Virtual Power Stations are nearly here – what you need to know

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Amongst the countless innovations in the field of energy production over the last few years, Virtual Power Stations are perhaps the most connective. Combining technologies from at least two dissimilar power sources, VPSs guarantee a constant power supply regardless of variables such as weather and consumption.

VPSs have their positive sides as well as negative ones. They are able to perform better during fluctuation periods, e.g. consumption peaks, and can do so at very short notice courtesy of the many sources for energy. It also allows taking greater advantage of renewable energy methods. However, the multi-source model means it is, from the producers’ point of view, harder to control, monitor and secure. It also requires software that is more complicated as it needs to connect disparate platforms.

To allow the model to work to its full potential, the data for energy requirements must first be transferred from individual households to the energy supplier and utility building, and subsequently the national electricity grid, which is connected to batteries, wind turbines and other energy storages/production units. At the same time, all the aforementioned units should be able to communicate with each other. Until now, attempts have been unsuccessful, but a new data system created by Reactive Technologies has managed to surpass the problems while simultaneously tackling privacy concerns. It will allow for the grid to pass on direct information to appliances, prompting them to adjust their energy use, e.g. increasing a freezer’s temperature by 0.5C, but directing more power when the oven is on.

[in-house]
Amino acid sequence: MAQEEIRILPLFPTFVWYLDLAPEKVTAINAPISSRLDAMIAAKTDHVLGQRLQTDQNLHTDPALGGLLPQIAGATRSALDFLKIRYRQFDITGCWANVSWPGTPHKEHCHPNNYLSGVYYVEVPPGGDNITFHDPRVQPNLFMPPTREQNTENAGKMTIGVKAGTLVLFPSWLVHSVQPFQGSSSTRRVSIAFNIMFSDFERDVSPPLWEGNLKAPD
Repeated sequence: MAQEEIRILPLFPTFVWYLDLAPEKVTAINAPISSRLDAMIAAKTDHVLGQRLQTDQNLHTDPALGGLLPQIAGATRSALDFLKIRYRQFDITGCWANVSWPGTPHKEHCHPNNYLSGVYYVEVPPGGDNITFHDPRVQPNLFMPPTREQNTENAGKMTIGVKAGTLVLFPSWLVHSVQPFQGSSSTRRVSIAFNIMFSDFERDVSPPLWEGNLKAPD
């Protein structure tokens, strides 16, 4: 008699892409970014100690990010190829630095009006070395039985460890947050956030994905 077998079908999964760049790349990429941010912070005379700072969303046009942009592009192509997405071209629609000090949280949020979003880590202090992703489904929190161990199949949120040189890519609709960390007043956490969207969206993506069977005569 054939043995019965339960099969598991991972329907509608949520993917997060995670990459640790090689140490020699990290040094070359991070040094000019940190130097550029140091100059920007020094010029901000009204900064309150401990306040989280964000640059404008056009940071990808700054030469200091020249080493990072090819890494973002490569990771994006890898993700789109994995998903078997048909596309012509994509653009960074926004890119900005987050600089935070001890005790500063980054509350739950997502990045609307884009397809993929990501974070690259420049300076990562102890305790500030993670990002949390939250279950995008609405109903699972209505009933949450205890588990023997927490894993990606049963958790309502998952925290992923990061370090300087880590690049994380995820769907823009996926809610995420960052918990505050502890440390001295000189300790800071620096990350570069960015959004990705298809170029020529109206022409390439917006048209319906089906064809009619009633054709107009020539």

Jens Madrian, who is a former CFO of RWE npower, says that today there are alternative ways to managing electricity other than through building more power stations. “One of [those] is carrying knowledge from the telecommunications and software engineering side into the energy sector.”

Dashboard fits in with the modern way of regulating energy – as an avid adopter of new technologies, we can offer programming and analysis to support household-to-grid transfer. With the first private customers to use the service within 1½ years, Dashboard is ready to implement changes to help make it a reality.

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